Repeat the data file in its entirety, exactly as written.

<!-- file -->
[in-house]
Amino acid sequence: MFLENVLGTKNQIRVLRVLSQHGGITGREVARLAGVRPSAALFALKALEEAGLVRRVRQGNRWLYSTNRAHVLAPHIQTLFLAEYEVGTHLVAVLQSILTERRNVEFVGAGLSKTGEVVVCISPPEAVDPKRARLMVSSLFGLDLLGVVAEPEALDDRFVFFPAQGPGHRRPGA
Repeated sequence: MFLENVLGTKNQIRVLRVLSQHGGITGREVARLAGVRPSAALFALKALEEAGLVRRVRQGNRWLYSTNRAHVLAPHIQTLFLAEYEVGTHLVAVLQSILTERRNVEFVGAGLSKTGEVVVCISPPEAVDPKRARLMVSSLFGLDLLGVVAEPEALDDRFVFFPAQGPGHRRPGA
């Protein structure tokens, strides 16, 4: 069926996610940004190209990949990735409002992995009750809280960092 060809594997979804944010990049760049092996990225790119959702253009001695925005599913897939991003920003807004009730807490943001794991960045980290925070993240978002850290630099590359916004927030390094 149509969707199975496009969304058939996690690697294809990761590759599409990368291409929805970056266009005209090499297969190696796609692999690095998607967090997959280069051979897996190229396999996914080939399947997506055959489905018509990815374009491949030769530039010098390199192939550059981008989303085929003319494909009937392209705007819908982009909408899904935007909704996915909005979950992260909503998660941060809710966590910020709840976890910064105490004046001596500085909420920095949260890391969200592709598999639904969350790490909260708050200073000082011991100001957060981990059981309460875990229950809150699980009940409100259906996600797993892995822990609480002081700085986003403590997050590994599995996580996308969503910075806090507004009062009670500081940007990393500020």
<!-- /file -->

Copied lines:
[in-house]
Amino acid sequence: MFLENVLGTKNQIRVLRVLSQHGGITGREVARLAGVRPSAALFALKALEEAGLVRRVRQGNRWLYSTNRAHVLAPHIQTLFLAEYEVGTHLVAVLQSILTERRNVEFVGAGLSKTGEVVVCISPPEAVDPKRARLMVSSLFGLDLLGVVAEPEALDDRFVFFPAQGPGHRRPGA
Repeated sequence: MFLENVLGTKNQIRVLRVLSQHGGITGREVARLAGVRPSAALFALKALEEAGLVRRVRQGNRWLYSTNRAHVLAPHIQTLFLAEYEVGTHLVAVLQSILTERRNVEFVGAGLSKTGEVVVCISPPEAVDPKRARLMVSSLFGLDLLGVVAEPEALDDRFVFFPAQGPGHRRPGA
């Protein structure tokens, strides 16, 4: 069926996610940004190209990949990735409002992995009750809280960092 060809594997979804944010990049760049092996990225790119959702253009001695925005599913897939991003920003807004009730807490943001794991960045980290925070993240978002850290630099590359916004927030390094 149509969707199975496009969304058939996690690697294809990761590759599409990368291409929805970056266009005209090499297969190696796609692999690095998607967090997959280069051979897996190229396999996914080939399947997506055959489905018509990815374009491949030769530039010098390199192939550059981008989303085929003319494909009937392209705007819908982009909408899904935007909704996915909005979950992260909503998660941060809710966590910020709840976890910064105490004046001596500085909420920095949260890391969200592709598999639904969350790490909260708050200073000082011991100001957060981990059981309460875990229950809150699980009940409100259906996600797993892995822990609480002081700085986003403590997050590994599995996580996308969503910075806090507004009062009670500081940007990393500020």